Matushek LLC initially won a highly contested motion to dismiss for lack of personal jurisdiction before Judge Clare McWilliams in Cook County Circuit Court on November 26, 2019.
The plaintiff’s decedent, Fred Riebel, was an Illinois resident who was a member of Local 17 International Union of Heat & Frost Insulators. He was hired by an Illinois insulation contractor to perform work at U. S. Steel’s Gary Works in Indiana. Mr. Riebel died from mesothelioma and the plaintiff brought premises claims for wrongful death against numerous defendants, including U. S. Steel’s Indiana premises, in the Circuit Court of Cook County, Illinois. We moved to dismiss for lack of personal jurisdiction on the basis that none of Mr. Riebel’s exposure occurred at a U. S. Steel facility in Illinois.
The plaintiff, represented by the Clifford Law Offices, asserted that the Illinois court had jurisdiction over U. S. Steel, a Delaware corporation headquartered in Pittsburgh, for her premises liability claim involving U. S. Steel’s Gary Works in Indiana. Plaintiff argued that 1) U. S. Steel “purposely directed its activities” at Illinois because it hired an Illinois subcontractor that employed the plaintiff’s decedent who resided in Illinois, and 2) the plaintiff’s decedent returned home with dust and dirt on his clothes and was somehow exposed to asbestos in Illinois from U. S. Steel. We refuted the evidence presented by the plaintiff and argued that these circumstances were far too attenuated and speculative to establish a connection between the defendant’s alleged negligent maintenance of its Indiana premises and its purposeful affiliations with the state of Illinois and therefore haling U. S. Steel into an Illinois court for an Indiana premises claim violated its right to due process. The court first agreed with our position, and granted our motion to dismiss.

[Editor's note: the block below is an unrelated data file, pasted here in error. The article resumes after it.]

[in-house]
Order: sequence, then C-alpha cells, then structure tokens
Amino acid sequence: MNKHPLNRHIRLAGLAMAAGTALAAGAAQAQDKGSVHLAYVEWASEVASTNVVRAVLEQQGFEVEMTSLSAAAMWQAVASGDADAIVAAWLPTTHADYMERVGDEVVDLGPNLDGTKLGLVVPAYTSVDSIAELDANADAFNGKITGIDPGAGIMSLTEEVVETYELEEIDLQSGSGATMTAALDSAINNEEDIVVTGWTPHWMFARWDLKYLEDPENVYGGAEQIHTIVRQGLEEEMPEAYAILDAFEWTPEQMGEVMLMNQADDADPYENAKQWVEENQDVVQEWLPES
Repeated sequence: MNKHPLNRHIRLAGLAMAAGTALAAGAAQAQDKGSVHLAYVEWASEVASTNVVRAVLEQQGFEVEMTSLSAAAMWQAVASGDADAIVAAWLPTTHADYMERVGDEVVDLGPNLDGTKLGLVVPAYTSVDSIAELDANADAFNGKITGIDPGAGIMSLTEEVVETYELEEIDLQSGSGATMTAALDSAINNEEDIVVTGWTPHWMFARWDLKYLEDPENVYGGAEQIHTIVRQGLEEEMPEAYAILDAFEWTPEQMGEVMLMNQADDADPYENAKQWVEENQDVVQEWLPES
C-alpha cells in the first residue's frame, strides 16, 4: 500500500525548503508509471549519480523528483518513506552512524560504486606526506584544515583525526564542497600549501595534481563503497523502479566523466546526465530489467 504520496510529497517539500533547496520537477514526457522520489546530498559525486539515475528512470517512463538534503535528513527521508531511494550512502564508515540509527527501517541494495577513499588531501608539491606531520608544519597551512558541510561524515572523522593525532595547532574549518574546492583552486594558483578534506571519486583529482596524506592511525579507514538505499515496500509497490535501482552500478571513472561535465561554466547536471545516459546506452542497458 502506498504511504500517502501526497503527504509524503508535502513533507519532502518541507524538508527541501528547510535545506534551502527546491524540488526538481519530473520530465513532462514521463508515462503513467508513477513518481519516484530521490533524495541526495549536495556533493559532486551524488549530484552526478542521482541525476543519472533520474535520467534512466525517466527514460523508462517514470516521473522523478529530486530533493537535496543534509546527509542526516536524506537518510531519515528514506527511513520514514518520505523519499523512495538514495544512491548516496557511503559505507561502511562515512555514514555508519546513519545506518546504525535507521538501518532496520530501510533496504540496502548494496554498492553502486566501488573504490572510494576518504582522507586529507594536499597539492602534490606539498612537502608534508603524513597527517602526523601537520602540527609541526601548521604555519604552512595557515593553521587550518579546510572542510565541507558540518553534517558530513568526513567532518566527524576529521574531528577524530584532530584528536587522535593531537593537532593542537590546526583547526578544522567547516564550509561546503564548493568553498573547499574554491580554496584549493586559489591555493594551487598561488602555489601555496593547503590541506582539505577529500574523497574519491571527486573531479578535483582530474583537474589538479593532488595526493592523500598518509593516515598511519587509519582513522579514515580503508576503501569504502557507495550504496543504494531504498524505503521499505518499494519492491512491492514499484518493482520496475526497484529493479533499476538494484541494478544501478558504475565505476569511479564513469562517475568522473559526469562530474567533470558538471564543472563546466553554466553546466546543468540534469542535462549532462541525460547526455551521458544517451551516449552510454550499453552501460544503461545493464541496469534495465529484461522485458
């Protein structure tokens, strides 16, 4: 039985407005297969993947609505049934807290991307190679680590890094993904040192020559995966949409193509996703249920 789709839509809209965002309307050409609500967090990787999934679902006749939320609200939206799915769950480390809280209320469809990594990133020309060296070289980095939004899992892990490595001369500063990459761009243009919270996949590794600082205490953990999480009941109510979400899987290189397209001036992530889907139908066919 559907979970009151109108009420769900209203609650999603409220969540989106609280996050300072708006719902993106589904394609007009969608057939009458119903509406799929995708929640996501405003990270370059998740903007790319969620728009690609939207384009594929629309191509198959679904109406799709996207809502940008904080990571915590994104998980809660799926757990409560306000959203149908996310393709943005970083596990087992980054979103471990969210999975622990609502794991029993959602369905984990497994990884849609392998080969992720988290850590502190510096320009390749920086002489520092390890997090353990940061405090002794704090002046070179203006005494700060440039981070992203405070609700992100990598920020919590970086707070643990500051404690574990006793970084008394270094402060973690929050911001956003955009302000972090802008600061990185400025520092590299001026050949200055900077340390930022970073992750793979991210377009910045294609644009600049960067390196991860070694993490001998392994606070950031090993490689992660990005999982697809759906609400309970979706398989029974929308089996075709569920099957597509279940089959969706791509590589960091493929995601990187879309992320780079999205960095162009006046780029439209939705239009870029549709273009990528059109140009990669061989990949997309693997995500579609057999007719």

More than 60 days later, on a motion to reconsider, the court reversed course and denied the motion on January 29, 2020. The court applied a “but-for” analysis, and ruled that because our client contracted with an Illinois employer of the plaintiff, the court has personal jurisdiction over an Indiana premises owner in a tort action. This appears to follow the “sliding scale” approach to specific personal jurisdiction that was rejected by the U.S. Supreme Court in the Bristol-Myers Squibb case.
A copy of the court’s initial 13 page Memorandum Opinion and Order is available here: Riebel Order 15L2124 . The January 29, 2020 order on reconsideration is here: Riebel 15L2124 Opinion and Order on Motion to Reconsider 1-29-20.